1. Nikita Kucherov and Steven Stamkos.
There hasn't been a more dynamic duo in the NHL so far this season than Kucherov and Stamkos, who have combined for 68 points (27 goals, 41 assists) through 20 games, and sit first and second in the scoring race.
They've each recorded a point in every game except three — which coincidentally have been the same games — and they've lost all three of those contests. Kucherov has also scored a goal in 15 of 20 games this season. That's absurd when you consider he's scoring on a consistent basis; it's not like they're coming in spurts.
To put all that into perspective, he reached the 17-goal mark in his 36th game last year and still finished second in the league with 40 goals. He hit the 17-goal mark in 16 fewer games this season. How many can he realistically finish with? 60?
2. Patrick Kane and Jonathan Toews.
Tampa Bay knows how dangerous Chicago's dynamic duo can be as well, as evidenced in the 2015 Stanley Cup Final. The Blackhawks' superstars know how to get up for a big game.
In 13 career regular-season games against the Lightning, Kane has 18 points (six goals, 12 assists). Toews has 14 points (eight goals, six assists) in 14 games.
They're both producing at or above a point-per-game pace, and they're going to need more of that against this powerhouse Lightning team.
3. Something's gotta give.
Tampa Bay's offensive prowess is off the charts up and down the lineup. It has four lines that can come at you at waves, and a strong, active blue line led by potential Norris Trophy finalist Viktor Hedman and Calder Trophy candidate Mikhail Sergachev.
Although Chicago allows the fourth-most shots per game (34.0), it actually hasn't been bad at preventing goals — a large reason for that is Corey Crawford.
The Lightning rank first in goals per game (3.95) and first in power play percentage (28.0) while the Blackhawks rank sixth in goals against per game (2.65) and four in penalty kill percentage (84.9).
Who's going to crack first?
The news on Tuesday wasn’t really any sort of surprise: Brian Urlacher being selected as a semifinalist for the Hall of Fame in his first year of eligibility. Some of the immediate thoughts were, however, for one writer who covered Brian from the day he was drafted on through the unpleasant end of his 13-year career as a Bear.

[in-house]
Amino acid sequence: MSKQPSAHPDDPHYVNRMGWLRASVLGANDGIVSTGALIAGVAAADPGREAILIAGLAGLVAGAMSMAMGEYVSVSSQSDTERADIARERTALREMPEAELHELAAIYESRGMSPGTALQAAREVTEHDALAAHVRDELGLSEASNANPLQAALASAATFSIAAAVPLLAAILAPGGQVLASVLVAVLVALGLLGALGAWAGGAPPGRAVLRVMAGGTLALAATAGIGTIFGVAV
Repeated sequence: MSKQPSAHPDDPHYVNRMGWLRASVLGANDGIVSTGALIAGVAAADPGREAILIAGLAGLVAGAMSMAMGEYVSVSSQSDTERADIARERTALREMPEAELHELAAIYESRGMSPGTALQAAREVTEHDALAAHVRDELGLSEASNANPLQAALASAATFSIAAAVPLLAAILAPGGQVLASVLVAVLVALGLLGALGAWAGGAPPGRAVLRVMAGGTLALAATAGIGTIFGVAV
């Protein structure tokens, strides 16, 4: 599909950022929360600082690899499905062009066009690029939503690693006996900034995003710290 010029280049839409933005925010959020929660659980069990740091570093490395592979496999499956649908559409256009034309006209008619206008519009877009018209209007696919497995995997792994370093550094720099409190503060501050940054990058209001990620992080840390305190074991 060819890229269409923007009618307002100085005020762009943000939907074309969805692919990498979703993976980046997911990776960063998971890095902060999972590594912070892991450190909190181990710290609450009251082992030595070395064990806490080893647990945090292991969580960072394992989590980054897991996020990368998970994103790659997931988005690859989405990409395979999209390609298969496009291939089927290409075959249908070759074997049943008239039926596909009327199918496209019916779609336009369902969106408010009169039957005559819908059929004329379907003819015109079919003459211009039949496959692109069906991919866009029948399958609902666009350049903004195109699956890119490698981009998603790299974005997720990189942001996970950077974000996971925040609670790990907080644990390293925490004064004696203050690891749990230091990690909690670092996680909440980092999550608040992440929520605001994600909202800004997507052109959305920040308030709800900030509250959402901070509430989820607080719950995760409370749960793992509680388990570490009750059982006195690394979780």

Good thoughts, though. Definitely good.
The first was a flashback, to a Tuesday in late August 2000 when the ninth-overall pick of the draft, who’d been anointed the starting strong-side linebacker by coach Dick Jauron on draft day, was benched.
It happened up at Halas Hall when Urlacher all of a sudden wasn’t running with the 1’s. Rosie Colvin was in Urlacher’s spot with the starters and would be for a few games into the 2000 season. I caught up with Brian before he walked, in a daze, into Halas Hall after practice and asked about what I’d just seen.
"I'm unhappy with the way I'm playing and I'm sure they are, too," Urlacher said. "I don't think I've been playing very well so that's probably the cause for it right there. I just don't have any technique. I need to work on my technique, hands and feet mostly. I've got to get those down, figure out what I'm doing. I know the defense pretty good now, just don't know how to use my hands and feet."
Urlacher, an All-American safety at New Mexico but MVP of the Senior Bowl in his first game at middle linebacker, had been starting at strong side, over the tight end, because coaches considered it a simpler position for Urlacher to master. But he was not always correctly aligned before the snap, did not use his hands against blockers effectively and occasionally led with his head on tackles. His benching cost him the chance to be the first Bears rookie linebacker since Dick Butkus to start an Opening Day.